"They're stuck at home with people who are transphobic, biphobic, homophobic," Almanza explained. "So they can't really call us and talk to us on the phone like they normally can."

Some may even be experiencing domestic violence and are unable to make calls safely.

The Trevor Project, a nationwide suicide prevention and crisis intervention nonprofit focused on LGBTQ youth, reported increased mentions of COVID-19 from the youth who have reached out for support.

"For LGBTQ young people, many of whom already face unique mental health challenges due to increased experiences with discrimination and harassment, social isolation can mean being forced back into the closet or unsupportive, even abusive home environments," said Tia Dole, chief clinical operations officer for the nonprofit.

Finding Ways to Cope

It can be hard to emotionally navigate an unprecedented event like the COVID-19 pandemic. And Bermudez, who works the night shift for Alameda County's CSS, said she tries to remind callers that there's no "right" way to react.

"Really, all responses are OK and valid and appropriate," said Bermudez. "We're having our valid, true, genuine, appropriate responses to a very atypical, not-expected situation."

During his daily briefing on April 7, Gov. Gavin Newsom announced a series of guides to help people manage stress during the pandemic.

"The health impacts of coronavirus go beyond infection and COVID disease," said California Surgeon General, Dr. Nadine Burke Harris. "It’s important to know that these changes aren't just in your head, and to begin to identify how stress shows up for you – physically, emotionally and behaviorally."

The two "playbooks" rely on evidence-based guidance for how to relieve stress. One is for everyone; the other is specifically designed for parents and caregivers.

Here are a few other things you can do to help address the anxiety:

Acknowledge your feelings 

Be it a loss of our jobs, routines or just a feeling of normalcy, CSS's Dillon said it's important to set aside some intentional time to identify and acknowledge our feelings.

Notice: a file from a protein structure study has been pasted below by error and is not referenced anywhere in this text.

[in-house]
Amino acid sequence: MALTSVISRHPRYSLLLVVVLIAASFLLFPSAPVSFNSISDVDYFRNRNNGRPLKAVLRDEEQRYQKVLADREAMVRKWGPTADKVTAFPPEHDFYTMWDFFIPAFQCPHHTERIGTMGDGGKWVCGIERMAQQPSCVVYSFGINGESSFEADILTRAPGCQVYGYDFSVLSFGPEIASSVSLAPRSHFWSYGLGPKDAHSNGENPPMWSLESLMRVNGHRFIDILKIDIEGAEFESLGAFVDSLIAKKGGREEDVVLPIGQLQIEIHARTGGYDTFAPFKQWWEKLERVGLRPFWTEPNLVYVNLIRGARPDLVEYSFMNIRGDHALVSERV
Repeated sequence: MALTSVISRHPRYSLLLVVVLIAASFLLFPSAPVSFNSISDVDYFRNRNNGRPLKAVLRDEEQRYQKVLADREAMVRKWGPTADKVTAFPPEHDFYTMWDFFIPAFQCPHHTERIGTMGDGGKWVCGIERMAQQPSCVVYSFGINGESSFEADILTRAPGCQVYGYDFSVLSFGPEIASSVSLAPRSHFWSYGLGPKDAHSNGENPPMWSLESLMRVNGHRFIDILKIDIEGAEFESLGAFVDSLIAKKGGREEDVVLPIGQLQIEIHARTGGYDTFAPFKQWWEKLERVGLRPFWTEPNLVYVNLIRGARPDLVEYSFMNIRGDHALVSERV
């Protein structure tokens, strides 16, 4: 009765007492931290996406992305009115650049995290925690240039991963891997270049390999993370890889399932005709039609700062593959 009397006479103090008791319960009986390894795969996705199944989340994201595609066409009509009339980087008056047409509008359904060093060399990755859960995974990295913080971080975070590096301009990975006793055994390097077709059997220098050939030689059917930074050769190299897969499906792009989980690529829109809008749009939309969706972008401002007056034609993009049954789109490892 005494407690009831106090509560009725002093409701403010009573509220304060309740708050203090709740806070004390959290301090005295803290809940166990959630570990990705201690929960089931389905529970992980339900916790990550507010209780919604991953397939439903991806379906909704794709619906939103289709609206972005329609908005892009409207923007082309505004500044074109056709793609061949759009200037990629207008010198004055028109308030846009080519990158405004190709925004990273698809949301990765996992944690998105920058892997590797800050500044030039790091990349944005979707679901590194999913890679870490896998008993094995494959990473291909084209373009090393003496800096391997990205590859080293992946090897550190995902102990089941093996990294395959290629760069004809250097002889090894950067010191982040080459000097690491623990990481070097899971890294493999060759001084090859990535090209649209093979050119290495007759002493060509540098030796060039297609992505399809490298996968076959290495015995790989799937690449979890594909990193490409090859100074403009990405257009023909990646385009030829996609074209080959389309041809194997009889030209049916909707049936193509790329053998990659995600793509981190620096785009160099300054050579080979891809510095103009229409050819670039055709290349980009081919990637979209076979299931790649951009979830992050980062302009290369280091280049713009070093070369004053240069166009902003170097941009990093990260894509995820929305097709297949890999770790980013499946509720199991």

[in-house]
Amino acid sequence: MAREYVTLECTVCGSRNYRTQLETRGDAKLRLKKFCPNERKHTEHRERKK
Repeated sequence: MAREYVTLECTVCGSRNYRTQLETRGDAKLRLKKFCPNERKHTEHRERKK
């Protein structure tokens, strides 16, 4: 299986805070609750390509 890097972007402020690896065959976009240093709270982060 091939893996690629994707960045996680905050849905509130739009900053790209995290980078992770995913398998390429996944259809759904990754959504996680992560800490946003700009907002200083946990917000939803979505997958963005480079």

"[To] actually name that, and give it space and allow ourselves to be upset as opposed to try and put on a brave face can actually help the negative feelings pass with less pain, as opposed to when we're trying to hold everything and pretend that we're going to get through this strongly," said Dillon.

Reduce your news consumption

"One of the ways that people can manage their anxiety would be to give themselves an allotment, [like]: 'I will check in X amount of times per day for X amount of minutes' so I can stay informed without becoming overwhelmed," Dillon said.

Connect with loved ones

Whether it's a phone call or FaceTime, finding ways to connect with friends and family can help alleviate moments of crisis.

"Even if you can't talk to people face to face, [it's] finding those different routes to finding the support that you deserve to have in your life," said LGBT National Help Center's Almanza.

Find ways to spend your time

Whether it's going for a walk, watching a movie, practicing yoga or meditation, or just listening to music — finding a way to get your mind off what's going on can help you mitigate your stress.

Reach out

Whether you're in crisis, or just feeling anxious and overwhelmed, you can reach out for help.

"You don't have to be in crisis to call us," said Dillon. "We want people to call us when they're having a bad day as a way for us to prevent them ultimately being in crisis."

Here's a few organizations you can reach out to:

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The state has also compiled a list of mental health resources, which you can find here.